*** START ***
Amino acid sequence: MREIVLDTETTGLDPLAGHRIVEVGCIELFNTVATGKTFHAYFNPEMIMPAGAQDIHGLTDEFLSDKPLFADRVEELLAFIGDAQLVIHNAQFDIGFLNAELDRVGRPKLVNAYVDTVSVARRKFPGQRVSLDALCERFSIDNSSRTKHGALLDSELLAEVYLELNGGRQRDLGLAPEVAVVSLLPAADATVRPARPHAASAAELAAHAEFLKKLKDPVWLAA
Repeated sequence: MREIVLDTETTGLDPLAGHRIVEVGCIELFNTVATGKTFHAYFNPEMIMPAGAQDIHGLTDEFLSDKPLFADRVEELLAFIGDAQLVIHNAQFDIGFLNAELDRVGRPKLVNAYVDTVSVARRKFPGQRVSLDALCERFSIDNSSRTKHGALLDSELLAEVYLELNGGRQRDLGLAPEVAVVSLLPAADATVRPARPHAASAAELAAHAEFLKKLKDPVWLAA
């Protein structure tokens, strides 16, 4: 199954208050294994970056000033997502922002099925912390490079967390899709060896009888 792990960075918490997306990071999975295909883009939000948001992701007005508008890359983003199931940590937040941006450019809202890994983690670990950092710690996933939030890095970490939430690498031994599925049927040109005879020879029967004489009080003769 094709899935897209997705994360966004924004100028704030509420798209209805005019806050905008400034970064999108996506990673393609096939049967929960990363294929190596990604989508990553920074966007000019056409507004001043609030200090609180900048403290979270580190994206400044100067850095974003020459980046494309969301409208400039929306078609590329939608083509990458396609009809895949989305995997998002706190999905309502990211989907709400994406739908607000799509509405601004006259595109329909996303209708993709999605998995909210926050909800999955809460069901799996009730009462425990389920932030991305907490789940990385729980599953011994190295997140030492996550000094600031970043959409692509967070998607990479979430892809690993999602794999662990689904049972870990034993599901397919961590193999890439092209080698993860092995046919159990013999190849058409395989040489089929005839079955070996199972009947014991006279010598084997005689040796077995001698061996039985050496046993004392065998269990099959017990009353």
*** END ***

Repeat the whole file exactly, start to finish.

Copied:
Amino acid sequence: MREIVLDTETTGLDPLAGHRIVEVGCIELFNTVATGKTFHAYFNPEMIMPAGAQDIHGLTDEFLSDKPLFADRVEELLAFIGDAQLVIHNAQFDIGFLNAELDRVGRPKLVNAYVDTVSVARRKFPGQRVSLDALCERFSIDNSSRTKHGALLDSELLAEVYLELNGGRQRDLGLAPEVAVVSLLPAADATVRPARPHAASAAELAAHAEFLKKLKDPVWLAA
Repeated sequence: MREIVLDTETTGLDPLAGHRIVEVGCIELFNTVATGKTFHAYFNPEMIMPAGAQDIHGLTDEFLSDKPLFADRVEELLAFIGDAQLVIHNAQFDIGFLNAELDRVGRPKLVNAYVDTVSVARRKFPGQRVSLDALCERFSIDNSSRTKHGALLDSELLAEVYLELNGGRQRDLGLAPEVAVVSLLPAADATVRPARPHAASAAELAAHAEFLKKLKDPVWLAA
């Protein structure tokens, strides 16, 4: 199954208050294994970056000033997502922002099925912390490079967390899709060896009888 792990960075918490997306990071999975295909883009939000948001992701007005508008890359983003199931940590937040941006450019809202890994983690670990950092710690996933939030890095970490939430690498031994599925049927040109005879020879029967004489009080003769 094709899935897209997705994360966004924004100028704030509420798209209805005019806050905008400034970064999108996506990673393609096939049967929960990363294929190596990604989508990553920074966007000019056409507004001043609030200090609180900048403290979270580190994206400044100067850095974003020459980046494309969301409208400039929306078609590329939608083509990458396609009809895949989305995997998002706190999905309502990211989907709400994406739908607000799509509405601004006259595109329909996303209708993709999605998995909210926050909800999955809460069901799996009730009462425990389920932030991305907490789940990385729980599953011994190295997140030492996550000094600031970043959409692509967070998607990479979430892809690993999602794999662990689904049972870990034993599901397919961590193999890439092209080698993860092995046919159990013999190849058409395989040489089929005839079955070996199972009947014991006279010598084997005689040796077995001698061996039985050496046993004392065998269990099959017990009353």